New Yorker Article: How Chicago Shaped Obama

Regardless of the terrible cover image the New Yorker has been getting some heat for, the article inside puts a focus on Obama’s time as a community organizer in the Chicago and his rise to political power in Illinois. It’s long as hell, but is really interesting.

Included in the article is an Obama quote from 1996 when he described his thoughts on Bill Clinton, saying: “Well, his campaign’s fascinating to a student of politics. It’s disturbing to someone who cares about certain issues. But politically it seems to be working.” Funny, but that’s almost exactly how I would characterize the Obama campaign at this point.

Definitely worth a read whenever you have time to sit down and really get into it (again, it’s long). Much love to Rage for sending me the article.

“Like many politicians, Obama is paradoxical. He is by nature an incrementalist, yet he has laid out an ambitious first-term agenda (energy independence, universal health care, withdrawal from Iraq). He campaigns on reforming a broken political process, yet he has always played politics by the rules as they exist, not as he would like them to exist. He runs as an outsider, but he has succeeded by mastering the inside game. He is ideologically a man of the left, but at times he has been genuinely deferential to core philosophical insights of the right.”

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4 responses to “New Yorker Article: How Chicago Shaped Obama

  1. Pingback: racismreview.com » Blog Archive » Obama as Politician

  2. Note:
    I called the New Yorker article “great” in the original draft of this post. The link in the comment above shows that racismreview.com did not agree with my take on the article. After reading their response, and reflecting on the article itself, I changed the post, as I would agree that I do not think it was a “great” article. However, I did think it was a very interesting article.

    It also appears that racismreview.com did not like the article because it creates “an overall negative impression of Obama as both a person and a politician.” They go on to say that: “The article is, overall, emphasizing Obama’s readiness to embrace the political system that every other politician makes use of; yet, it does little to explore his policies and practices that more accurately speak to what kind of president he will become.”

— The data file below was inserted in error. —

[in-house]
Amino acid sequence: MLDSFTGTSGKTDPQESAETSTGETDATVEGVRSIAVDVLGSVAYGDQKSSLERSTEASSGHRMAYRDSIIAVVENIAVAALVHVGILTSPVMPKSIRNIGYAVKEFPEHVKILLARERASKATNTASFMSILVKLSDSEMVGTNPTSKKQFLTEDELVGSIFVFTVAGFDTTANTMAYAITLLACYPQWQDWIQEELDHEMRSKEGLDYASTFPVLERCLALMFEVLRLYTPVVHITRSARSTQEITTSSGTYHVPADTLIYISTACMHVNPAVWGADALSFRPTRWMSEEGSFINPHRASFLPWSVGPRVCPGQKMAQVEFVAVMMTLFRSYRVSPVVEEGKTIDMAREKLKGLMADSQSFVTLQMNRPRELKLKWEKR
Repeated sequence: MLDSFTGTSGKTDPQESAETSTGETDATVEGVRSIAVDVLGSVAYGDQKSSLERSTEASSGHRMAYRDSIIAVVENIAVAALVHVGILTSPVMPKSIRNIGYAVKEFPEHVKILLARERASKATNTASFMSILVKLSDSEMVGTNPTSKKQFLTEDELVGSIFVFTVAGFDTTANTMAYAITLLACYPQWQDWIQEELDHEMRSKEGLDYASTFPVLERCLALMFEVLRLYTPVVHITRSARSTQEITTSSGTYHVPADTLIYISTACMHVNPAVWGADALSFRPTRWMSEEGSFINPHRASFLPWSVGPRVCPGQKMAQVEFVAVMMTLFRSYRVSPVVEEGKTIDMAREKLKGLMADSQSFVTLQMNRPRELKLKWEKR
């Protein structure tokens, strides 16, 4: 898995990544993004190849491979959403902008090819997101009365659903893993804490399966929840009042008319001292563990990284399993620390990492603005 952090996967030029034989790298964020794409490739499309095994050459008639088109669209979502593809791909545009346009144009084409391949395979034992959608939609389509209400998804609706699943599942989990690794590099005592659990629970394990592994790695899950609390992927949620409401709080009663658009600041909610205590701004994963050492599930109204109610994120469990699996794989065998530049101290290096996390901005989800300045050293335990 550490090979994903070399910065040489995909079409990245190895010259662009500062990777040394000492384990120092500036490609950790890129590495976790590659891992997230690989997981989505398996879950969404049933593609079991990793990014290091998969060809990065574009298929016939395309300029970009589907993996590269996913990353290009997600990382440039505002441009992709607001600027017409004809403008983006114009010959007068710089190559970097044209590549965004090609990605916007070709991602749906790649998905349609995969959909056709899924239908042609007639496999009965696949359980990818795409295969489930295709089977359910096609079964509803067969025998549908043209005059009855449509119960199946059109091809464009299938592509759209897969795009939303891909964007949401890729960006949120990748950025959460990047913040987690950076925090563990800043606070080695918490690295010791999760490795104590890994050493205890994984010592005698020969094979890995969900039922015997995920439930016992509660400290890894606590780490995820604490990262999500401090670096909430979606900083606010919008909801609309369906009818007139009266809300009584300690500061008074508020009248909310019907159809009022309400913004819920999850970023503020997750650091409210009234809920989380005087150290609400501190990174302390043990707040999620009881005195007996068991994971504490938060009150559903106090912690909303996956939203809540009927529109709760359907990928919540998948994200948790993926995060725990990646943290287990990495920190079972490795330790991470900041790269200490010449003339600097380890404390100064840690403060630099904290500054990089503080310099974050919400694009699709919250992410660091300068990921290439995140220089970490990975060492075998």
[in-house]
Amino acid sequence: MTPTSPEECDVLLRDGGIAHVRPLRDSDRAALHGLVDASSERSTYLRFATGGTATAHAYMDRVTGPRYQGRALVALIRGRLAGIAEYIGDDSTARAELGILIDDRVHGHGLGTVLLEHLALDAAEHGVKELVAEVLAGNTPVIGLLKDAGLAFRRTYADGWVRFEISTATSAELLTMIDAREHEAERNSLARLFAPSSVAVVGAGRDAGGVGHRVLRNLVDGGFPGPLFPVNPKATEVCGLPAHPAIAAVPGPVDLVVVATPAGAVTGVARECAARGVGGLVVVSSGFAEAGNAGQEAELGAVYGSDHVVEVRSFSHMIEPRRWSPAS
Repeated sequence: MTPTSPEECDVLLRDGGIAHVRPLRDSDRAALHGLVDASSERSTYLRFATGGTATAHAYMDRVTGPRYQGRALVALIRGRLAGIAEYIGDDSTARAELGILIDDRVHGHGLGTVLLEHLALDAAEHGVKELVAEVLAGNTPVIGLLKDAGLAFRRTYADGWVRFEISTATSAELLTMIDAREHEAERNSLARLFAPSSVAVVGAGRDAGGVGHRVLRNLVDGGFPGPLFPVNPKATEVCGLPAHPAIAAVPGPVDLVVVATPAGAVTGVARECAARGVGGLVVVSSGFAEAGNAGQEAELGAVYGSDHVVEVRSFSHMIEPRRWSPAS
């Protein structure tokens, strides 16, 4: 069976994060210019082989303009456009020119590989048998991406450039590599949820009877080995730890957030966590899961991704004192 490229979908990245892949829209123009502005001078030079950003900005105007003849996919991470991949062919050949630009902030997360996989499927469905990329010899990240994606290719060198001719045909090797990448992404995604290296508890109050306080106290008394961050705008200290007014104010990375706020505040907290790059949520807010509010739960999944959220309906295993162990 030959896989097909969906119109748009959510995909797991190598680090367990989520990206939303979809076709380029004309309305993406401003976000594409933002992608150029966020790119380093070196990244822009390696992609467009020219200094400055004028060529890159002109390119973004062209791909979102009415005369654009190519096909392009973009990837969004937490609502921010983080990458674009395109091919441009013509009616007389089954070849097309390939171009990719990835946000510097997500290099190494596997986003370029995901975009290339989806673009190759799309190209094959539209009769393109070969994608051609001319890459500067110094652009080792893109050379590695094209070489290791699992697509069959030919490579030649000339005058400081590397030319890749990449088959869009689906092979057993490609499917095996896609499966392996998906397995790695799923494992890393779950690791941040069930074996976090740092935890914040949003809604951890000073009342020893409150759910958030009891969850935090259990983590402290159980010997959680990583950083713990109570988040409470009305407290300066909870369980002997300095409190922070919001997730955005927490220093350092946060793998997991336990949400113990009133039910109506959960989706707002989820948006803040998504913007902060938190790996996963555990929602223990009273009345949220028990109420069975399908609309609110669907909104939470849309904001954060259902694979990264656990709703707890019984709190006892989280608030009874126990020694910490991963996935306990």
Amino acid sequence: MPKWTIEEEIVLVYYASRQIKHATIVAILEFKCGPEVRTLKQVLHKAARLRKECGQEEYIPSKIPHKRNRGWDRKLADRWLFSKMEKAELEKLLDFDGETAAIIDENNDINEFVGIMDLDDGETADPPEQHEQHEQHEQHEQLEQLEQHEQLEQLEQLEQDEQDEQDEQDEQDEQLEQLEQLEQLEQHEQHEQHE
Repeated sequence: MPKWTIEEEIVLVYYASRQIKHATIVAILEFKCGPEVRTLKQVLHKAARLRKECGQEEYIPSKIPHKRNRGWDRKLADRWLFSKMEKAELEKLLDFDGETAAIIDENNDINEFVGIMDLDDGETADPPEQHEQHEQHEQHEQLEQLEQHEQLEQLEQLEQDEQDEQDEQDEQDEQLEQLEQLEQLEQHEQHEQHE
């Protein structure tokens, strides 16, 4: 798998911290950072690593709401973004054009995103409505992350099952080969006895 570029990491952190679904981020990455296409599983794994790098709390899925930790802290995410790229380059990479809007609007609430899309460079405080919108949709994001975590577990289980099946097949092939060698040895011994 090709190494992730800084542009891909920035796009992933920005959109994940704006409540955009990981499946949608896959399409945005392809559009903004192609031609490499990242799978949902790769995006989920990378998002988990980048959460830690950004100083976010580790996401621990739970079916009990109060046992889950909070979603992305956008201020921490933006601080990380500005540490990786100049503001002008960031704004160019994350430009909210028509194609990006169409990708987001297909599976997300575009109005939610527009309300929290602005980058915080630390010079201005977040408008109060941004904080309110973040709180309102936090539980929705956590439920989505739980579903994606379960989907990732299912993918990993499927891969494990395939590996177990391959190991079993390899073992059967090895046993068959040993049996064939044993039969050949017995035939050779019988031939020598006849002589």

For me, I would criticize the article for it’s failure to be critical of a political system that requires it’s candidates to compromise their true beliefs; not for giving an “overall negative impression” of Obama.

    I am very proud that our society has progressed to the point where a Black candidate has a real shot at becoming president. However, if we want to talk about Obama’s policies which might “more accurately speak to the kind of president he will become” I have to say, the results are extremely disheartening to progressives. He is not an anti-war candidate, as his recent comments show he is willing to leave Iraq and move military action to Iran and Afghanistan. His health plan is not a true, single-payer universal system that would remove the profit motive that is killing millions of Americans every day. He hasn’t really taken any substantive stance on reforming our broken criminal justice system.

    Thus, I can again only echo Obama’s own statements when I say his campaign is disturbing to those of us who care about certain issues, but politically fascinating nonetheless.

  3. I agree with your view that Obama is not a progressive candidate. Though he has shown that stepping to the center to appease both sides can win him votes and appear to be bipartisan. He also seems like less of a threat to conservatives and progressives.

  4. Yeah Leiflands, it is interesting to me how he seems nonthreatening to conservatives (and the conservative establishment) and how progressives are willing to support him even though he continually maneuvers to the right. That’s classic Democratic strategy, because they know that progressives have no other options besides voting for fringe independent candidates like Nader/Gonzalez and McKinney/Clemente.

    Thanks for stopping through.

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